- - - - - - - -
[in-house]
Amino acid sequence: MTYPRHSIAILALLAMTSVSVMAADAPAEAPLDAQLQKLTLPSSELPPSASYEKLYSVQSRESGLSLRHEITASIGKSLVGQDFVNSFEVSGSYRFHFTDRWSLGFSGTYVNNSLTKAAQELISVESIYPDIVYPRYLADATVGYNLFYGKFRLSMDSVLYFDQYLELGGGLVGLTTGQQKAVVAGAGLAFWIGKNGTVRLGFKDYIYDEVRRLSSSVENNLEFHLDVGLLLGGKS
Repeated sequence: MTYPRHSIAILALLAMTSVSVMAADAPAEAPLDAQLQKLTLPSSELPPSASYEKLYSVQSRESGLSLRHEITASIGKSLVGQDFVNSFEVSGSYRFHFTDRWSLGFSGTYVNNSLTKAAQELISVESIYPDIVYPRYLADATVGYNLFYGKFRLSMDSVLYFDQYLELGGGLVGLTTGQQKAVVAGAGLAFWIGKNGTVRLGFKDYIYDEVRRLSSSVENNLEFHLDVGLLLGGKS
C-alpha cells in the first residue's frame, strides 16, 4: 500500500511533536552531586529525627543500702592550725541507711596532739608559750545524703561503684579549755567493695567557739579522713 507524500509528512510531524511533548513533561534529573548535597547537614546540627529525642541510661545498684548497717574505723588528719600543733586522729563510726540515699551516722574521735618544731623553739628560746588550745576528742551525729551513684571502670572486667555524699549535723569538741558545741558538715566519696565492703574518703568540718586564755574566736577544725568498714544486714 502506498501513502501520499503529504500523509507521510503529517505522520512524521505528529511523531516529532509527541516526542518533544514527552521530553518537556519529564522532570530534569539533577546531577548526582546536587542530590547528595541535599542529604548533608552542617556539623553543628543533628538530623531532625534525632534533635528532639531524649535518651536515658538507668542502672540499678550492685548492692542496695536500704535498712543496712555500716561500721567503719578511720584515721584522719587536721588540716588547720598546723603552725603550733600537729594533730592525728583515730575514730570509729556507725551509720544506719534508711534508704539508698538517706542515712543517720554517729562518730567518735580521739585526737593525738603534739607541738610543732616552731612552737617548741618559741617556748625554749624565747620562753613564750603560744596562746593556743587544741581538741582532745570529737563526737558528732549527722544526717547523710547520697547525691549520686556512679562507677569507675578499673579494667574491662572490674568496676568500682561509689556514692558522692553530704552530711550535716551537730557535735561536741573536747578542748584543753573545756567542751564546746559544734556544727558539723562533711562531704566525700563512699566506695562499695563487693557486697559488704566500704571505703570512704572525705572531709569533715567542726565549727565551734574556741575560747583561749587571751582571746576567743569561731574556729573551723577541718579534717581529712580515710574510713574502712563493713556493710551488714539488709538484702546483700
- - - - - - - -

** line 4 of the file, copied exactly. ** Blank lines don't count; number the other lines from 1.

C-alpha cells in the first residue's frame, strides 16, 4: 500500500511533536552531586529525627543500702592550725541507711596532739608559750545524703561503684579549755567493695567557739579522713 507524500509528512510531524511533548513533561534529573548535597547537614546540627529525642541510661545498684548497717574505723588528719600543733586522729563510726540515699551516722574521735618544731623553739628560746588550745576528742551525729551513684571502670572486667555524699549535723569538741558545741558538715566519696565492703574518703568540718586564755574566736577544725568498714544486714 502506498501513502501520499503529504500523509507521510503529517505522520512524521505528529511523531516529532509527541516526542518533544514527552521530553518537556519529564522532570530534569539533577546531577548526582546536587542530590547528595541535599542529604548533608552542617556539623553543628543533628538530623531532625534525632534533635528532639531524649535518651536515658538507668542502672540499678550492685548492692542496695536500704535498712543496712555500716561500721567503719578511720584515721584522719587536721588540716588547720598546723603552725603550733600537729594533730592525728583515730575514730570509729556507725551509720544506719534508711534508704539508698538517706542515712543517720554517729562518730567518735580521739585526737593525738603534739607541738610543732616552731612552737617548741618559741617556748625554749624565747620562753613564750603560744596562746593556743587544741581538741582532745570529737563526737558528732549527722544526717547523710547520697547525691549520686556512679562507677569507675578499673579494667574491662572490674568496676568500682561509689556514692558522692553530704552530711550535716551537730557535735561536741573536747578542748584543753573545756567542751564546746559544734556544727558539723562533711562531704566525700563512699566506695562499695563487693557486697559488704566500704571505703570512704572525705572531709569533715567542726565549727565551734574556741575560747583561749587571751582571746576567743569561731574556729573551723577541718579534717581529712580515710574510713574502712563493713556493710551488714539488709538484702546483700